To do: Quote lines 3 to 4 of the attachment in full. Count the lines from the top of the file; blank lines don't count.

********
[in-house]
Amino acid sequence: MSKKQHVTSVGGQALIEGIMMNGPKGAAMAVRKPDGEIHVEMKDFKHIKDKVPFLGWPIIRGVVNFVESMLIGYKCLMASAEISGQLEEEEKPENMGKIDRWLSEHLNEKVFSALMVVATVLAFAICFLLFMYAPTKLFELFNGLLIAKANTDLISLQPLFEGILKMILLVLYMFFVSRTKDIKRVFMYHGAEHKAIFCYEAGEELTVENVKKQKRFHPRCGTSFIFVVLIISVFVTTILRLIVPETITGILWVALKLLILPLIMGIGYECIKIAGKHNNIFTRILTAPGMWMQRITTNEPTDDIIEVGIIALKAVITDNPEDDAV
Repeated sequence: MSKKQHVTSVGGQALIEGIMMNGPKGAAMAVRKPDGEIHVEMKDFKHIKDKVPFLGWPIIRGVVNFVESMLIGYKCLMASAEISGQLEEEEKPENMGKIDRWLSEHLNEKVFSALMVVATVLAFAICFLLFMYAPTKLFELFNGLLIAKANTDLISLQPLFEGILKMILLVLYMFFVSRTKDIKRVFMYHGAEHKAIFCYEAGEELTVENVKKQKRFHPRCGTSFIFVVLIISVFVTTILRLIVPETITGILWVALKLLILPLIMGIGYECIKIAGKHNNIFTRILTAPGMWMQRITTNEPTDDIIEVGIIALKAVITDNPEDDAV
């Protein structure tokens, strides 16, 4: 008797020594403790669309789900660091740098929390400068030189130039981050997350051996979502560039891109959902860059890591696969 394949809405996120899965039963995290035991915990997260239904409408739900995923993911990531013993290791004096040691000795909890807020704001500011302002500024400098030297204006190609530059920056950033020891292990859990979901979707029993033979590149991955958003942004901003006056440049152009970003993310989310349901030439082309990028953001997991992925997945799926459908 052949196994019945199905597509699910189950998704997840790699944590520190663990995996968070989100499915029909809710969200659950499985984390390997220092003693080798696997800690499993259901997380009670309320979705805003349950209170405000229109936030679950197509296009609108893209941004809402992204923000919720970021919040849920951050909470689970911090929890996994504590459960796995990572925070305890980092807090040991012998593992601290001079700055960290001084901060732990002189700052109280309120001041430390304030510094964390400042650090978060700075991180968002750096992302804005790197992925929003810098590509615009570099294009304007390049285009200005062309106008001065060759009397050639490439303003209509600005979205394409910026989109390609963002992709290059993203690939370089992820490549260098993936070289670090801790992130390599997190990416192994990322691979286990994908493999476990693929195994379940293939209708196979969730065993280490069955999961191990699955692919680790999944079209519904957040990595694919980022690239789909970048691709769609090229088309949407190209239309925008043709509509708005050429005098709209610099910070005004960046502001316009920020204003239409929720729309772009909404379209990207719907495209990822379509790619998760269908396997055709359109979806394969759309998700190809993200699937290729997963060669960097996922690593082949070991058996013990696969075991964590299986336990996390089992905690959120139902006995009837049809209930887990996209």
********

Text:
Repeated sequence: MSKKQHVTSVGGQALIEGIMMNGPKGAAMAVRKPDGEIHVEMKDFKHIKDKVPFLGWPIIRGVVNFVESMLIGYKCLMASAEISGQLEEEEKPENMGKIDRWLSEHLNEKVFSALMVVATVLAFAICFLLFMYAPTKLFELFNGLLIAKANTDLISLQPLFEGILKMILLVLYMFFVSRTKDIKRVFMYHGAEHKAIFCYEAGEELTVENVKKQKRFHPRCGTSFIFVVLIISVFVTTILRLIVPETITGILWVALKLLILPLIMGIGYECIKIAGKHNNIFTRILTAPGMWMQRITTNEPTDDIIEVGIIALKAVITDNPEDDAV
């Protein structure tokens, strides 16, 4: 008797020594403790669309789900660091740098929390400068030189130039981050997350051996979502560039891109959902860059890591696969 394949809405996120899965039963995290035991915990997260239904409408739900995923993911990531013993290791004096040691000795909890807020704001500011302002500024400098030297204006190609530059920056950033020891292990859990979901979707029993033979590149991955958003942004901003006056440049152009970003993310989310349901030439082309990028953001997991992925997945799926459908 052949196994019945199905597509699910189950998704997840790699944590520190663990995996968070989100499915029909809710969200659950499985984390390997220092003693080798696997800690499993259901997380009670309320979705805003349950209170405000229109936030679950197509296009609108893209941004809402992204923000919720970021919040849920951050909470689970911090929890996994504590459960796995990572925070305890980092807090040991012998593992601290001079700055960290001084901060732990002189700052109280309120001041430390304030510094964390400042650090978060700075991180968002750096992302804005790197992925929003810098590509615009570099294009304007390049285009200005062309106008001065060759009397050639490439303003209509600005979205394409910026989109390609963002992709290059993203690939370089992820490549260098993936070289670090801790992130390599997190990416192994990322691979286990994908493999476990693929195994379940293939209708196979969730065993280490069955999961191990699955692919680790999944079209519904957040990595694919980022690239789909970048691709769609090229088309949407190209239309925008043709509509708005050429005098709209610099910070005004960046502001316009920020204003239409929720729309772009909404379209990207719907495209990822379509790619998760269908396997055709359109979806394969759309998700190809993200699937290729997963060669960097996922690593082949070991058996013990696969075991964590299986336990996390089992905690959120139902006995009837049809209930887990996209």